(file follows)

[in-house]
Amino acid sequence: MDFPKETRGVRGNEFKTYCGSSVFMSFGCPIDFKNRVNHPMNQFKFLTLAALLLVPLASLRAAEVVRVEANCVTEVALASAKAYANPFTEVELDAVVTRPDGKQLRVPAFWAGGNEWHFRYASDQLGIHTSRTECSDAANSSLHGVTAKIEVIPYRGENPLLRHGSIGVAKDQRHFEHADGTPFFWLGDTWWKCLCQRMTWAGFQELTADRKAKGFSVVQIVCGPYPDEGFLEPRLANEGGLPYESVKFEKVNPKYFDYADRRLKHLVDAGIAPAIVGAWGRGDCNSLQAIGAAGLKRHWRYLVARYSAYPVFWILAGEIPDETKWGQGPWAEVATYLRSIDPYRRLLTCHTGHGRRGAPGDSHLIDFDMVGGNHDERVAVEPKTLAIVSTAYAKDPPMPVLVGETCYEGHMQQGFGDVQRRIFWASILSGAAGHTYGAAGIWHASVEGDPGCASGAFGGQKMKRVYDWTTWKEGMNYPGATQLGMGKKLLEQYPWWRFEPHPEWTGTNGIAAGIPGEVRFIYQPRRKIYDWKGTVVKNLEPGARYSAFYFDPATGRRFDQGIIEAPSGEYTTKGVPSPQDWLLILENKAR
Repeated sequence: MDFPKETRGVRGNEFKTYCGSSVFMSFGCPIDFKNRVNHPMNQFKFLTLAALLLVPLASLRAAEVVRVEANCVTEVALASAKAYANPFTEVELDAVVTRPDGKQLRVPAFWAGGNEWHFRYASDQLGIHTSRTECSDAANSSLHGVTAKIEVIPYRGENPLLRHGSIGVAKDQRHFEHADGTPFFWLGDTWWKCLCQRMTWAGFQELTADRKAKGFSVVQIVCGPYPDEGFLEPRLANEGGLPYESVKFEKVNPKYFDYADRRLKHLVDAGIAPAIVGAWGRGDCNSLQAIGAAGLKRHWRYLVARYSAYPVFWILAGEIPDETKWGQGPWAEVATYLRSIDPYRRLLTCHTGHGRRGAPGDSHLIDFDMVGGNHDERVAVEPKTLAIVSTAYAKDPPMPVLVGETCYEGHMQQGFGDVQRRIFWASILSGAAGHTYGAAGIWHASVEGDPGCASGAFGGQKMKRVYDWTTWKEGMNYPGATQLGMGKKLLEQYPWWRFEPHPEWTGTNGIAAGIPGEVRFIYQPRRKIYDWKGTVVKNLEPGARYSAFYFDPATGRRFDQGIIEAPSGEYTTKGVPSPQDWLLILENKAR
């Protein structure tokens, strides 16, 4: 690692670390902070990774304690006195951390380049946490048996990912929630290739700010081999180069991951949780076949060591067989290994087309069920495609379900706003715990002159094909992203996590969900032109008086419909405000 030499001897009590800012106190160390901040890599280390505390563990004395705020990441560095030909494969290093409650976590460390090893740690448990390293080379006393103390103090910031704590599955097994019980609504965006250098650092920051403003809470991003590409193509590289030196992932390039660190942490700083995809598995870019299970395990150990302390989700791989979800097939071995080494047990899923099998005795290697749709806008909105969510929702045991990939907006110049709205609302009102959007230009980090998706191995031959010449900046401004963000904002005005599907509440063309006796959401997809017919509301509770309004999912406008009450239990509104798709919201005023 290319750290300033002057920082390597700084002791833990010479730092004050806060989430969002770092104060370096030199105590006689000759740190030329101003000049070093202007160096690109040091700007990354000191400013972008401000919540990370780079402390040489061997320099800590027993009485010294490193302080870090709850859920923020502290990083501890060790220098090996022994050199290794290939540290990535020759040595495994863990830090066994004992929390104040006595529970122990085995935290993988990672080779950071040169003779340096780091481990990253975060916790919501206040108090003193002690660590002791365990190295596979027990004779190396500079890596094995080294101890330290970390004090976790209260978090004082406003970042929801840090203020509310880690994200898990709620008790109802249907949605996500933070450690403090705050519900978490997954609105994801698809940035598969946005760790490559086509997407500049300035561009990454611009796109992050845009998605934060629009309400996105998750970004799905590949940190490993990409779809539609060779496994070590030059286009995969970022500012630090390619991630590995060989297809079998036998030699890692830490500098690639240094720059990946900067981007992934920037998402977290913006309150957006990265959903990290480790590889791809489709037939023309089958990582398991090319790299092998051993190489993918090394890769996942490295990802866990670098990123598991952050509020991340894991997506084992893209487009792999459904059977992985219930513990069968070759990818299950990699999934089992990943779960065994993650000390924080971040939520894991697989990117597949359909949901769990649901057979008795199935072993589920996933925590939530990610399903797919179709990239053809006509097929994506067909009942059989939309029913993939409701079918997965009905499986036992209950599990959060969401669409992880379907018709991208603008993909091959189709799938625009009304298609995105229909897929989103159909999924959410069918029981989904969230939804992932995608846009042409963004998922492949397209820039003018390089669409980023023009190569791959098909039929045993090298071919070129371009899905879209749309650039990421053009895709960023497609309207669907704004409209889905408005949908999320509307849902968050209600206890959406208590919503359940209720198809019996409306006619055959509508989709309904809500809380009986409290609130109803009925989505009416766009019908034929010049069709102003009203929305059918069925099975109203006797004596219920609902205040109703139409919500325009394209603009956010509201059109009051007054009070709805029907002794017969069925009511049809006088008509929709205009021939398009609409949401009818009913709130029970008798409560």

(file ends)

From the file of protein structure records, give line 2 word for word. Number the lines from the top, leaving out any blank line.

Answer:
Amino acid sequence: MDFPKETRGVRGNEFKTYCGSSVFMSFGCPIDFKNRVNHPMNQFKFLTLAALLLVPLASLRAAEVVRVEANCVTEVALASAKAYANPFTEVELDAVVTRPDGKQLRVPAFWAGGNEWHFRYASDQLGIHTSRTECSDAANSSLHGVTAKIEVIPYRGENPLLRHGSIGVAKDQRHFEHADGTPFFWLGDTWWKCLCQRMTWAGFQELTADRKAKGFSVVQIVCGPYPDEGFLEPRLANEGGLPYESVKFEKVNPKYFDYADRRLKHLVDAGIAPAIVGAWGRGDCNSLQAIGAAGLKRHWRYLVARYSAYPVFWILAGEIPDETKWGQGPWAEVATYLRSIDPYRRLLTCHTGHGRRGAPGDSHLIDFDMVGGNHDERVAVEPKTLAIVSTAYAKDPPMPVLVGETCYEGHMQQGFGDVQRRIFWASILSGAAGHTYGAAGIWHASVEGDPGCASGAFGGQKMKRVYDWTTWKEGMNYPGATQLGMGKKLLEQYPWWRFEPHPEWTGTNGIAAGIPGEVRFIYQPRRKIYDWKGTVVKNLEPGARYSAFYFDPATGRRFDQGIIEAPSGEYTTKGVPSPQDWLLILENKAR